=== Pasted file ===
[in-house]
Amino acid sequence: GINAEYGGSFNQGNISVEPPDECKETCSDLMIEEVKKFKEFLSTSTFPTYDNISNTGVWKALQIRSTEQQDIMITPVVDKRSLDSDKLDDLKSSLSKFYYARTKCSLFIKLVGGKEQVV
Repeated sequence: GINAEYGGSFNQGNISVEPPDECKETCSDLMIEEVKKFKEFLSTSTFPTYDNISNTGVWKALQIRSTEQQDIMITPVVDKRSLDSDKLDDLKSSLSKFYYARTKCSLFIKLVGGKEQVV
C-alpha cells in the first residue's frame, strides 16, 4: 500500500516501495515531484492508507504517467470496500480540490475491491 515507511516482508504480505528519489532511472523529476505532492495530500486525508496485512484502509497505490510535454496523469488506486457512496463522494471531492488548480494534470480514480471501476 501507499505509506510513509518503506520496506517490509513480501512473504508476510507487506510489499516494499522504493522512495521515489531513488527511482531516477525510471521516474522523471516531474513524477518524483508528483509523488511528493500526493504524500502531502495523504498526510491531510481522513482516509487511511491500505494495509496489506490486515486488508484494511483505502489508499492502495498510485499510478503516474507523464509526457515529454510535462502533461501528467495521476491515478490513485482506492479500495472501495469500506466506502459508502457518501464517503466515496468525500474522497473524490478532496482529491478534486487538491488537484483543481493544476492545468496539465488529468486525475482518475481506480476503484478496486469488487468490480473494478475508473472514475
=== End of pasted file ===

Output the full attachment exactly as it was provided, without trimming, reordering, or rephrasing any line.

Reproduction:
[in-house]
Amino acid sequence: GINAEYGGSFNQGNISVEPPDECKETCSDLMIEEVKKFKEFLSTSTFPTYDNISNTGVWKALQIRSTEQQDIMITPVVDKRSLDSDKLDDLKSSLSKFYYARTKCSLFIKLVGGKEQVV
Repeated sequence: GINAEYGGSFNQGNISVEPPDECKETCSDLMIEEVKKFKEFLSTSTFPTYDNISNTGVWKALQIRSTEQQDIMITPVVDKRSLDSDKLDDLKSSLSKFYYARTKCSLFIKLVGGKEQVV
C-alpha cells in the first residue's frame, strides 16, 4: 500500500516501495515531484492508507504517467470496500480540490475491491 515507511516482508504480505528519489532511472523529476505532492495530500486525508496485512484502509497505490510535454496523469488506486457512496463522494471531492488548480494534470480514480471501476 501507499505509506510513509518503506520496506517490509513480501512473504508476510507487506510489499516494499522504493522512495521515489531513488527511482531516477525510471521516474522523471516531474513524477518524483508528483509523488511528493500526493504524500502531502495523504498526510491531510481522513482516509487511511491500505494495509496489506490486515486488508484494511483505502489508499492502495498510485499510478503516474507523464509526457515529454510535462502533461501528467495521476491515478490513485482506492479500495472501495469500506466506502459508502457518501464517503466515496468525500474522497473524490478532496482529491478534486487538491488537484483543481493544476492545468496539465488529468486525475482518475481506480476503484478496486469488487468490480473494478475508473472514475